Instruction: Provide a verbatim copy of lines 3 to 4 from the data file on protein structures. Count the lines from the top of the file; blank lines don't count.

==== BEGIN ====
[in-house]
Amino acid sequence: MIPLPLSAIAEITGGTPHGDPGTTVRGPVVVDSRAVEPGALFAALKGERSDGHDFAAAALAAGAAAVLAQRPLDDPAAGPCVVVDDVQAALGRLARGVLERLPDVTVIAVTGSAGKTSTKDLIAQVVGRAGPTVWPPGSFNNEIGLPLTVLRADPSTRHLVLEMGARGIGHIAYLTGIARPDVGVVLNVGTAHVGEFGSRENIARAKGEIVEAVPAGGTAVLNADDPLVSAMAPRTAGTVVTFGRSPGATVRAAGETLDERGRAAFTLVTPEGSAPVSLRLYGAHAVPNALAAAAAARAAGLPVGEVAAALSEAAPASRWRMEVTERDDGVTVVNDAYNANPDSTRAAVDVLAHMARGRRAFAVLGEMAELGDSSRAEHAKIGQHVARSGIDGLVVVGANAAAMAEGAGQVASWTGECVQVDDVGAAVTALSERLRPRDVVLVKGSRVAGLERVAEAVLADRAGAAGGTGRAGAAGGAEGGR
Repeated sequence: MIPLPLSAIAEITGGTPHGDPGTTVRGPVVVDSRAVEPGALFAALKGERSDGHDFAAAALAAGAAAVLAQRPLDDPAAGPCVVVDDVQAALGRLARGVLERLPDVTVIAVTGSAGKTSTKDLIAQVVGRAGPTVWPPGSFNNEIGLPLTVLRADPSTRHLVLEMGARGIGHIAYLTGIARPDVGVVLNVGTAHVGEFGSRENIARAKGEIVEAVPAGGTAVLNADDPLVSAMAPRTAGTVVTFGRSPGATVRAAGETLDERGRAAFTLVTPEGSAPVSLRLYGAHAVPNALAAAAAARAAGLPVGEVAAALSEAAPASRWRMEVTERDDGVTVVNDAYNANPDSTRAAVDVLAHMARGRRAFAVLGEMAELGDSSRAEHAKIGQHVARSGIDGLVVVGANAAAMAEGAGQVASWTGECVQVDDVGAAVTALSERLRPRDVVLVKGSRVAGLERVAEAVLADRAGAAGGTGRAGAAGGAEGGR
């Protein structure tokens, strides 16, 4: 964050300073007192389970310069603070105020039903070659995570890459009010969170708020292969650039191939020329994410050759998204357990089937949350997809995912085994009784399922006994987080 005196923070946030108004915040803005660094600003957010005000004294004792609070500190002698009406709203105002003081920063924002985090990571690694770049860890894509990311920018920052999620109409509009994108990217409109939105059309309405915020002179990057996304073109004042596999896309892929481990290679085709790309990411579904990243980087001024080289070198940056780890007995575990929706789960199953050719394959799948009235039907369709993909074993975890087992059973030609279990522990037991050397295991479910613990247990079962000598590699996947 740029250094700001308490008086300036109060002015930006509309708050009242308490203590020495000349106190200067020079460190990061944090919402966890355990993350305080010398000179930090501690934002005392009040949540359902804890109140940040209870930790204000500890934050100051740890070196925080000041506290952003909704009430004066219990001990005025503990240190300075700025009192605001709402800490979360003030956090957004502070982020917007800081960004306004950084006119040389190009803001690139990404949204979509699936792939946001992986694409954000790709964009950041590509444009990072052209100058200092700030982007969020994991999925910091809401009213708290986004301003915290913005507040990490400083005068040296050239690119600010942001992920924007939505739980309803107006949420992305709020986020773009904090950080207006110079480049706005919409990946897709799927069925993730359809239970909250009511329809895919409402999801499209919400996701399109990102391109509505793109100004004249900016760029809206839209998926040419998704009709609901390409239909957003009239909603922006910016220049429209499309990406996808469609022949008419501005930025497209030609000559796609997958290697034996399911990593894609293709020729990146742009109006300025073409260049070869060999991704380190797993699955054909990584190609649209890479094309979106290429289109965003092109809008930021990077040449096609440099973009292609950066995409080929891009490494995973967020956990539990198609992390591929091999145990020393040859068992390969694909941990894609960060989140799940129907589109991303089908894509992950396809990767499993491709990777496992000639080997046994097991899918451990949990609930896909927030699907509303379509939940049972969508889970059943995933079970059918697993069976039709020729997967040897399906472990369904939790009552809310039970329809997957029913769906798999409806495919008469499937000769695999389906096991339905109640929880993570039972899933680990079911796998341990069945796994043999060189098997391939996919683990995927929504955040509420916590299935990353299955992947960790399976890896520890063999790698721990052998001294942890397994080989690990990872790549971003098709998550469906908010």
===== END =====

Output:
Repeated sequence: MIPLPLSAIAEITGGTPHGDPGTTVRGPVVVDSRAVEPGALFAALKGERSDGHDFAAAALAAGAAAVLAQRPLDDPAAGPCVVVDDVQAALGRLARGVLERLPDVTVIAVTGSAGKTSTKDLIAQVVGRAGPTVWPPGSFNNEIGLPLTVLRADPSTRHLVLEMGARGIGHIAYLTGIARPDVGVVLNVGTAHVGEFGSRENIARAKGEIVEAVPAGGTAVLNADDPLVSAMAPRTAGTVVTFGRSPGATVRAAGETLDERGRAAFTLVTPEGSAPVSLRLYGAHAVPNALAAAAAARAAGLPVGEVAAALSEAAPASRWRMEVTERDDGVTVVNDAYNANPDSTRAAVDVLAHMARGRRAFAVLGEMAELGDSSRAEHAKIGQHVARSGIDGLVVVGANAAAMAEGAGQVASWTGECVQVDDVGAAVTALSERLRPRDVVLVKGSRVAGLERVAEAVLADRAGAAGGTGRAGAAGGAEGGR
């Protein structure tokens, strides 16, 4: 964050300073007192389970310069603070105020039903070659995570890459009010969170708020292969650039191939020329994410050759998204357990089937949350997809995912085994009784399922006994987080 005196923070946030108004915040803005660094600003957010005000004294004792609070500190002698009406709203105002003081920063924002985090990571690694770049860890894509990311920018920052999620109409509009994108990217409109939105059309309405915020002179990057996304073109004042596999896309892929481990290679085709790309990411579904990243980087001024080289070198940056780890007995575990929706789960199953050719394959799948009235039907369709993909074993975890087992059973030609279990522990037991050397295991479910613990247990079962000598590699996947 740029250094700001308490008086300036109060002015930006509309708050009242308490203590020495000349106190200067020079460190990061944090919402966890355990993350305080010398000179930090501690934002005392009040949540359902804890109140940040209870930790204000500890934050100051740890070196925080000041506290952003909704009430004066219990001990005025503990240190300075700025009192605001709402800490979360003030956090957004502070982020917007800081960004306004950084006119040389190009803001690139990404949204979509699936792939946001992986694409954000790709964009950041590509444009990072052209100058200092700030982007969020994991999925910091809401009213708290986004301003915290913005507040990490400083005068040296050239690119600010942001992920924007939505739980309803107006949420992305709020986020773009904090950080207006110079480049706005919409990946897709799927069925993730359809239970909250009511329809895919409402999801499209919400996701399109990102391109509505793109100004004249900016760029809206839209998926040419998704009709609901390409239909957003009239909603922006910016220049429209499309990406996808469609022949008419501005930025497209030609000559796609997958290697034996399911990593894609293709020729990146742009109006300025073409260049070869060999991704380190797993699955054909990584190609649209890479094309979106290429289109965003092109809008930021990077040449096609440099973009292609950066995409080929891009490494995973967020956990539990198609992390591929091999145990020393040859068992390969694909941990894609960060989140799940129907589109991303089908894509992950396809990767499993491709990777496992000639080997046994097991899918451990949990609930896909927030699907509303379509939940049972969508889970059943995933079970059918697993069976039709020729997967040897399906472990369904939790009552809310039970329809997957029913769906798999409806495919008469499937000769695999389906096991339905109640929880993570039972899933680990079911796998341990069945796994043999060189098997391939996919683990995927929504955040509420916590299935990353299955992947960790399976890896520890063999790698721990052998001294942890397994080989690990990872790549971003098709998550469906908010």